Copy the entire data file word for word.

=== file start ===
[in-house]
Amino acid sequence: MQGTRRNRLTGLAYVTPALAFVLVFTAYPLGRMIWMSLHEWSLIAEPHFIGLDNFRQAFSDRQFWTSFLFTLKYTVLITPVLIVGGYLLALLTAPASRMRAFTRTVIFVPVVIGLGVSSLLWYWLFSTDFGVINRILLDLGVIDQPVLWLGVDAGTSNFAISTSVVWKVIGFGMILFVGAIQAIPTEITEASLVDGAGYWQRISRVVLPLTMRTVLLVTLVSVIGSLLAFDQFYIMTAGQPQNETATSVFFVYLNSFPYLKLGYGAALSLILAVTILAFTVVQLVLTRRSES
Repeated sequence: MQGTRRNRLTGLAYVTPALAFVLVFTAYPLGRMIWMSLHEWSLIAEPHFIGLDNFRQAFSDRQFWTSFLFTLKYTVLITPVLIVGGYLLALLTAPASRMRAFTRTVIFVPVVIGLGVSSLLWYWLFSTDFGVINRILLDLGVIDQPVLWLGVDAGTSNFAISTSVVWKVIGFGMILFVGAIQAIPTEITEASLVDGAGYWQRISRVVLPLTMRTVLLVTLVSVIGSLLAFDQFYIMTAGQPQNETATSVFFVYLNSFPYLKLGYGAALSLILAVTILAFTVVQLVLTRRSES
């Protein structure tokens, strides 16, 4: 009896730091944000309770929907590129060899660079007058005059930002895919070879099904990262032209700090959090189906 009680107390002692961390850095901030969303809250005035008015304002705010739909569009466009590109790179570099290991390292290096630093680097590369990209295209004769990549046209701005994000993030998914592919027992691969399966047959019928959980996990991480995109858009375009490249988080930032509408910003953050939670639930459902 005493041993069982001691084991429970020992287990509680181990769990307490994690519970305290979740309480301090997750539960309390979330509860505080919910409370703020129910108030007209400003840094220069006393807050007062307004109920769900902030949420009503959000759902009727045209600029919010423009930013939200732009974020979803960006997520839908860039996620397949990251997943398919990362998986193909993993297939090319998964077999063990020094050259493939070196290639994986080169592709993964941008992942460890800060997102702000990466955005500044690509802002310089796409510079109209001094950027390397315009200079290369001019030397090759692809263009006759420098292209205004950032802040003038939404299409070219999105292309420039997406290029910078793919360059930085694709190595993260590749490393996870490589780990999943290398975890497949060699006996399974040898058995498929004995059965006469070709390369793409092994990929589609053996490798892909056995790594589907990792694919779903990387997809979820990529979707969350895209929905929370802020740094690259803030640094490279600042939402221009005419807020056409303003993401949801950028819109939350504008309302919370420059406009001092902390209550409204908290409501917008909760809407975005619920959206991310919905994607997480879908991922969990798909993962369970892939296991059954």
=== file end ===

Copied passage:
[in-house]
Amino acid sequence: MQGTRRNRLTGLAYVTPALAFVLVFTAYPLGRMIWMSLHEWSLIAEPHFIGLDNFRQAFSDRQFWTSFLFTLKYTVLITPVLIVGGYLLALLTAPASRMRAFTRTVIFVPVVIGLGVSSLLWYWLFSTDFGVINRILLDLGVIDQPVLWLGVDAGTSNFAISTSVVWKVIGFGMILFVGAIQAIPTEITEASLVDGAGYWQRISRVVLPLTMRTVLLVTLVSVIGSLLAFDQFYIMTAGQPQNETATSVFFVYLNSFPYLKLGYGAALSLILAVTILAFTVVQLVLTRRSES
Repeated sequence: MQGTRRNRLTGLAYVTPALAFVLVFTAYPLGRMIWMSLHEWSLIAEPHFIGLDNFRQAFSDRQFWTSFLFTLKYTVLITPVLIVGGYLLALLTAPASRMRAFTRTVIFVPVVIGLGVSSLLWYWLFSTDFGVINRILLDLGVIDQPVLWLGVDAGTSNFAISTSVVWKVIGFGMILFVGAIQAIPTEITEASLVDGAGYWQRISRVVLPLTMRTVLLVTLVSVIGSLLAFDQFYIMTAGQPQNETATSVFFVYLNSFPYLKLGYGAALSLILAVTILAFTVVQLVLTRRSES
């Protein structure tokens, strides 16, 4: 009896730091944000309770929907590129060899660079007058005059930002895919070879099904990262032209700090959090189906 009680107390002692961390850095901030969303809250005035008015304002705010739909569009466009590109790179570099290991390292290096630093680097590369990209295209004769990549046209701005994000993030998914592919027992691969399966047959019928959980996990991480995109858009375009490249988080930032509408910003953050939670639930459902 005493041993069982001691084991429970020992287990509680181990769990307490994690519970305290979740309480301090997750539960309390979330509860505080919910409370703020129910108030007209400003840094220069006393807050007062307004109920769900902030949420009503959000759902009727045209600029919010423009930013939200732009974020979803960006997520839908860039996620397949990251997943398919990362998986193909993993297939090319998964077999063990020094050259493939070196290639994986080169592709993964941008992942460890800060997102702000990466955005500044690509802002310089796409510079109209001094950027390397315009200079290369001019030397090759692809263009006759420098292209205004950032802040003038939404299409070219999105292309420039997406290029910078793919360059930085694709190595993260590749490393996870490589780990999943290398975890497949060699006996399974040898058995498929004995059965006469070709390369793409092994990929589609053996490798892909056995790594589907990792694919779903990387997809979820990529979707969350895209929905929370802020740094690259803030640094490279600042939402221009005419807020056409303003993401949801950028819109939350504008309302919370420059406009001092902390209550409204908290409501917008909760809407975005619920959206991310919905994607997480879908991922969990798909993962369970892939296991059954």